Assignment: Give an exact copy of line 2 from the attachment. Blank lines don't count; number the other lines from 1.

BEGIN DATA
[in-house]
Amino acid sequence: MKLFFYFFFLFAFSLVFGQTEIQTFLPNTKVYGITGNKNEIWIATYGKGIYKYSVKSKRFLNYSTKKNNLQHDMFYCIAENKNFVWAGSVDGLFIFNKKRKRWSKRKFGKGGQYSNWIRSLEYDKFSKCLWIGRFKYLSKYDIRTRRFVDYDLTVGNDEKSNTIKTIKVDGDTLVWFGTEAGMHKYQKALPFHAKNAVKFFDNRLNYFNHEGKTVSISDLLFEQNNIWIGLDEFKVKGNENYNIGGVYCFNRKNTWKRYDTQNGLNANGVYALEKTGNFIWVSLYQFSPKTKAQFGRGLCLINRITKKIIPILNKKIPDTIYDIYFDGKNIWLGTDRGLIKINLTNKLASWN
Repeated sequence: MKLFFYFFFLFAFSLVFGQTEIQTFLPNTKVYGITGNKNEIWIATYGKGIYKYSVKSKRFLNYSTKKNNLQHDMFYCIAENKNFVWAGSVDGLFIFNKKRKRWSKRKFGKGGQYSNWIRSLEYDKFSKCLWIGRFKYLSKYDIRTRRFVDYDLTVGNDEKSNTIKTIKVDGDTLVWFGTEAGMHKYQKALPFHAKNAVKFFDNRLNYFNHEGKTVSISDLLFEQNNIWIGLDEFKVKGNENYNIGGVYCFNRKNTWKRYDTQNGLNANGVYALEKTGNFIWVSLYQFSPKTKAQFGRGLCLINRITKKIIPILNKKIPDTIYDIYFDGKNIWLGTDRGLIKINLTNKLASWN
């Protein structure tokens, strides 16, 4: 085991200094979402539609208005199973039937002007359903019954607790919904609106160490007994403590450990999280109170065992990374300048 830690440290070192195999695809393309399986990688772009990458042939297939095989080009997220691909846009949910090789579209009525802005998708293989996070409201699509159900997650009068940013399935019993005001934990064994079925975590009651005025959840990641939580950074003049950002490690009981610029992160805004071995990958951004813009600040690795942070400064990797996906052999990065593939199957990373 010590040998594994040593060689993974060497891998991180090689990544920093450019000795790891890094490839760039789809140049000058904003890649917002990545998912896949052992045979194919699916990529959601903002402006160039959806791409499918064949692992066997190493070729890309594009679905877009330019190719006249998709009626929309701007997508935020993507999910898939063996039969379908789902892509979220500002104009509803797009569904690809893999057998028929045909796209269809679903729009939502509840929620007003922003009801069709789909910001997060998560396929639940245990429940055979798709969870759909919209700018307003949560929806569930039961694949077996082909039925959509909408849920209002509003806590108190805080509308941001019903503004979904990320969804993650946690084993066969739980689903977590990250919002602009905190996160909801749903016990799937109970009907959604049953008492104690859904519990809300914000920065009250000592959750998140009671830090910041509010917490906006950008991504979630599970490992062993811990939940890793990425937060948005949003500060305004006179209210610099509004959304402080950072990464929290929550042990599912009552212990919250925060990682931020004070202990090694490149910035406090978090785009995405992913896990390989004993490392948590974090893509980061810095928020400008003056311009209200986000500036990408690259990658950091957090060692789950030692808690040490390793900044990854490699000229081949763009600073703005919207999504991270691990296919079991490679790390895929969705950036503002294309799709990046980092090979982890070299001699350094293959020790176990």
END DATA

Amino acid sequence: MKLFFYFFFLFAFSLVFGQTEIQTFLPNTKVYGITGNKNEIWIATYGKGIYKYSVKSKRFLNYSTKKNNLQHDMFYCIAENKNFVWAGSVDGLFIFNKKRKRWSKRKFGKGGQYSNWIRSLEYDKFSKCLWIGRFKYLSKYDIRTRRFVDYDLTVGNDEKSNTIKTIKVDGDTLVWFGTEAGMHKYQKALPFHAKNAVKFFDNRLNYFNHEGKTVSISDLLFEQNNIWIGLDEFKVKGNENYNIGGVYCFNRKNTWKRYDTQNGLNANGVYALEKTGNFIWVSLYQFSPKTKAQFGRGLCLINRITKKIIPILNKKIPDTIYDIYFDGKNIWLGTDRGLIKINLTNKLASWN